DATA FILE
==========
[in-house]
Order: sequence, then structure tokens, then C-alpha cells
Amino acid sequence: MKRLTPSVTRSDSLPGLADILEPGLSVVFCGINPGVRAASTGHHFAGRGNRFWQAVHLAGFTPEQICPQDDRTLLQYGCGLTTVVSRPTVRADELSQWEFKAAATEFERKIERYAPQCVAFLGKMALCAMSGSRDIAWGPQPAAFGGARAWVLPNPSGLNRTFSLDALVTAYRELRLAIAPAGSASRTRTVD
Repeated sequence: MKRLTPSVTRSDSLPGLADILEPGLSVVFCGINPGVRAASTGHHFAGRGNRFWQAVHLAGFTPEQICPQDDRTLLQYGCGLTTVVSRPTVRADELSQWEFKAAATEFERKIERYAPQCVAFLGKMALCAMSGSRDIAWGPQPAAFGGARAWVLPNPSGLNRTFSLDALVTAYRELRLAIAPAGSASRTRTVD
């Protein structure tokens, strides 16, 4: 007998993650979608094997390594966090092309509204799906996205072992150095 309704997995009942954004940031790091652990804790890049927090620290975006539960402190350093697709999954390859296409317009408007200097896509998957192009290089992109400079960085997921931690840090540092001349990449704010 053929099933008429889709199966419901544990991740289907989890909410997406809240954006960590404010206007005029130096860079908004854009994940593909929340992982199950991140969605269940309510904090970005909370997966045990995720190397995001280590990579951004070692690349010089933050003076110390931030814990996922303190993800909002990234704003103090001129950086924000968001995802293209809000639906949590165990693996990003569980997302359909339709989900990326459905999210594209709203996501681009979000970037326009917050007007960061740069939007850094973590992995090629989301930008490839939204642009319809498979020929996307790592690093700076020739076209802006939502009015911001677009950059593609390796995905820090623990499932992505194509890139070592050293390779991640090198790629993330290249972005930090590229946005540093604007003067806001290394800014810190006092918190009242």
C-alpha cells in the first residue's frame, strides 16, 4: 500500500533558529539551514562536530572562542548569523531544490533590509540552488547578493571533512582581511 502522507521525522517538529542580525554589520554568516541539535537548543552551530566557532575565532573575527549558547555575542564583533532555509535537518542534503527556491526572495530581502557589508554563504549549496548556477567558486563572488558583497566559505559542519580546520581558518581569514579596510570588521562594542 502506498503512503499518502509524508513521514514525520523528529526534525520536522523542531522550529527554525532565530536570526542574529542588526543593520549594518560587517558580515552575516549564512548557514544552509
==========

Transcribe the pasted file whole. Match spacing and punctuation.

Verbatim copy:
[in-house]
Order: sequence, then structure tokens, then C-alpha cells
Amino acid sequence: MKRLTPSVTRSDSLPGLADILEPGLSVVFCGINPGVRAASTGHHFAGRGNRFWQAVHLAGFTPEQICPQDDRTLLQYGCGLTTVVSRPTVRADELSQWEFKAAATEFERKIERYAPQCVAFLGKMALCAMSGSRDIAWGPQPAAFGGARAWVLPNPSGLNRTFSLDALVTAYRELRLAIAPAGSASRTRTVD
Repeated sequence: MKRLTPSVTRSDSLPGLADILEPGLSVVFCGINPGVRAASTGHHFAGRGNRFWQAVHLAGFTPEQICPQDDRTLLQYGCGLTTVVSRPTVRADELSQWEFKAAATEFERKIERYAPQCVAFLGKMALCAMSGSRDIAWGPQPAAFGGARAWVLPNPSGLNRTFSLDALVTAYRELRLAIAPAGSASRTRTVD
């Protein structure tokens, strides 16, 4: 007998993650979608094997390594966090092309509204799906996205072992150095 309704997995009942954004940031790091652990804790890049927090620290975006539960402190350093697709999954390859296409317009408007200097896509998957192009290089992109400079960085997921931690840090540092001349990449704010 053929099933008429889709199966419901544990991740289907989890909410997406809240954006960590404010206007005029130096860079908004854009994940593909929340992982199950991140969605269940309510904090970005909370997966045990995720190397995001280590990579951004070692690349010089933050003076110390931030814990996922303190993800909002990234704003103090001129950086924000968001995802293209809000639906949590165990693996990003569980997302359909339709989900990326459905999210594209709203996501681009979000970037326009917050007007960061740069939007850094973590992995090629989301930008490839939204642009319809498979020929996307790592690093700076020739076209802006939502009015911001677009950059593609390796995905820090623990499932992505194509890139070592050293390779991640090198790629993330290249972005930090590229946005540093604007003067806001290394800014810190006092918190009242």
C-alpha cells in the first residue's frame, strides 16, 4: 500500500533558529539551514562536530572562542548569523531544490533590509540552488547578493571533512582581511 502522507521525522517538529542580525554589520554568516541539535537548543552551530566557532575565532573575527549558547555575542564583533532555509535537518542534503527556491526572495530581502557589508554563504549549496548556477567558486563572488558583497566559505559542519580546520581558518581569514579596510570588521562594542 502506498503512503499518502509524508513521514514525520523528529526534525520536522523542531522550529527554525532565530536570526542574529542588526543593520549594518560587517558580515552575516549564512548557514544552509